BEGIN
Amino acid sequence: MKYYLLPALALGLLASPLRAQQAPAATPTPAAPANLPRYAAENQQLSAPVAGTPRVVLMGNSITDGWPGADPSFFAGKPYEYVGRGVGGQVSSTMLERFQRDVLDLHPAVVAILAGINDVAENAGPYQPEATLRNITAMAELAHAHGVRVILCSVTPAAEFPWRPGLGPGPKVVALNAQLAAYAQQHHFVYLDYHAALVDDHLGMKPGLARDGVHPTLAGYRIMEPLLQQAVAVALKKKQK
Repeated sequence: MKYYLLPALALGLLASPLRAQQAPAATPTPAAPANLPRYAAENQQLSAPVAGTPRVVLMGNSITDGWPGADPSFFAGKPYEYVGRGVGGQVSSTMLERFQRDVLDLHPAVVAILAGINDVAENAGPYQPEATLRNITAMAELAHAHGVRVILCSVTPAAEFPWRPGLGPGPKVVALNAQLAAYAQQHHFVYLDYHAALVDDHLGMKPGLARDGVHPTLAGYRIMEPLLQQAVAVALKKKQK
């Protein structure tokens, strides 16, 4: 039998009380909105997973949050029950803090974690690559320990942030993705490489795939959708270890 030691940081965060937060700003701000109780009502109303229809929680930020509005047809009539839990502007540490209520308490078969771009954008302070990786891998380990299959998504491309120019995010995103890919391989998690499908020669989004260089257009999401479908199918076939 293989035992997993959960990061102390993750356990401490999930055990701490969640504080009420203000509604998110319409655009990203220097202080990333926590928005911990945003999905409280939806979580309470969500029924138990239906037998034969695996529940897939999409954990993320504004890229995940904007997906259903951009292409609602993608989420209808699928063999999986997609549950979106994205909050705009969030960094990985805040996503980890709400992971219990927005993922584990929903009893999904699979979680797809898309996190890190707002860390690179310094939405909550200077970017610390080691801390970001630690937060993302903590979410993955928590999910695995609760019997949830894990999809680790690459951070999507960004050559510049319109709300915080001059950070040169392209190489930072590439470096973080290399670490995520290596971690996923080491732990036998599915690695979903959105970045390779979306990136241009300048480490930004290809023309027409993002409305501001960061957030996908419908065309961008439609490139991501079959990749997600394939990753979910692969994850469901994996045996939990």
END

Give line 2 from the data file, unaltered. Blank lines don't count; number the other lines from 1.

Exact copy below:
Repeated sequence: MKYYLLPALALGLLASPLRAQQAPAATPTPAAPANLPRYAAENQQLSAPVAGTPRVVLMGNSITDGWPGADPSFFAGKPYEYVGRGVGGQVSSTMLERFQRDVLDLHPAVVAILAGINDVAENAGPYQPEATLRNITAMAELAHAHGVRVILCSVTPAAEFPWRPGLGPGPKVVALNAQLAAYAQQHHFVYLDYHAALVDDHLGMKPGLARDGVHPTLAGYRIMEPLLQQAVAVALKKKQK